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The Power of Light and Space in Dementia-friendly Environments

Wednesday, September 12, 2018

Designing space and lighting solutions for memory care facilities

In creating a dementia-friendly environment, the right lighting and space design can have an incredibly positive effect on resident quality of life. In fact, both artificial and natural light, as well as space design, can have an impact on emotional and psychological well-being.

How we integrate lighting design into dementia care homes

At Community Living Solutions, we’re dedicated to designing and building senior living communities that get to the heart of what our clients and their residents need. And when it comes to designing dementia-friendly environments, lighting design plays an integral role in not only creating a peaceful, healing environment but also making life easier for those who care for the residents.

Dementia care is complex and can be challenging to manage. So how is it possible that lighting and space—construction aspects that seem deceptively simple—make a difference? The answers may surprise you.

Biodynamic lighting allows us to harness daylight’s biological effects even in an environment with artificial lighting, like senior living communities. These biological effects are profound. Reduced exposure to daylight can lead to sleep problems, mood disorders and chronic fatigue. Meanwhile, biodynamic lighting allows us to mimic the variations of natural daylight through intentional design and light management. From a design and construction perspective, opportunities abound.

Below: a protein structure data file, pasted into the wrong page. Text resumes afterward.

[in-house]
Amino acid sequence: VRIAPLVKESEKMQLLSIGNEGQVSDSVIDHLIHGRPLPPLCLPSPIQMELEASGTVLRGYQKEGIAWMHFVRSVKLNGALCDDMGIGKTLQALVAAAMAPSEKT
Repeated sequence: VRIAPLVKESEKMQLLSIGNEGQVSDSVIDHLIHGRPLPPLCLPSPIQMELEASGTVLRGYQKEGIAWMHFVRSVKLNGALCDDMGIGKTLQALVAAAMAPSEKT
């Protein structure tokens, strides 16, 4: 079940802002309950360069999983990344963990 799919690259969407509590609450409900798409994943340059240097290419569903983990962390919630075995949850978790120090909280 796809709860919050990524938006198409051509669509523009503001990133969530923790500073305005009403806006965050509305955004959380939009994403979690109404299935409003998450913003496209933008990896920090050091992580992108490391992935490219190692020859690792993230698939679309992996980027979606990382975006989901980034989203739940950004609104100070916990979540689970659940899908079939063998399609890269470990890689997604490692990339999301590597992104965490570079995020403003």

First, it’s important to note how lighting is shown to make a significant difference in the lives of senior living residents, in particular residents with dementia.

Tailored lighting intervention is proven to help those living with dementia

According to a recent 12-week study of multiple dementia care communities, increasing indoor exposure to daylight was shown to reduce depression among residents. More, it’s been found that exposure to the right amount of daylight is an effective non-drug treatment for those with dementia. Designing a space that allows for increased daylight exposure for residents could then feasibly improve quality of life for the 20 to 30 percent of individuals living with Alzheimer’s disease and related dementias (ADRD).

In addition, appropriately tailored lighting has been shown to alleviate sleep disturbances. Among individuals with ADRD, nighttime wandering is a common concern. By reducing sleep disturbances through lighting design for dementia care homes, facilities can also reduce this phenomenon. Less wandering results in a reduced risk of dangerous falls. Also, a tailored lighting design or intervention that stimulates the resident’s natural sleep and wakefulness cycles are shown to decrease what’s known as “sundowning,” or late-day confusion among dementia patients, while improving behavioral problems and lessening agitation.  One recent study on lighting and Alzheimer’s patients showed at the end of just four weeks of lighting intervention, sleep disturbance and depression dropped significantly, and by the end of six months, sleep disturbance and depression scores dropped by half. Other studies have mirrored these findings while also noting decreased agitation scores.

The power of human-centric lighting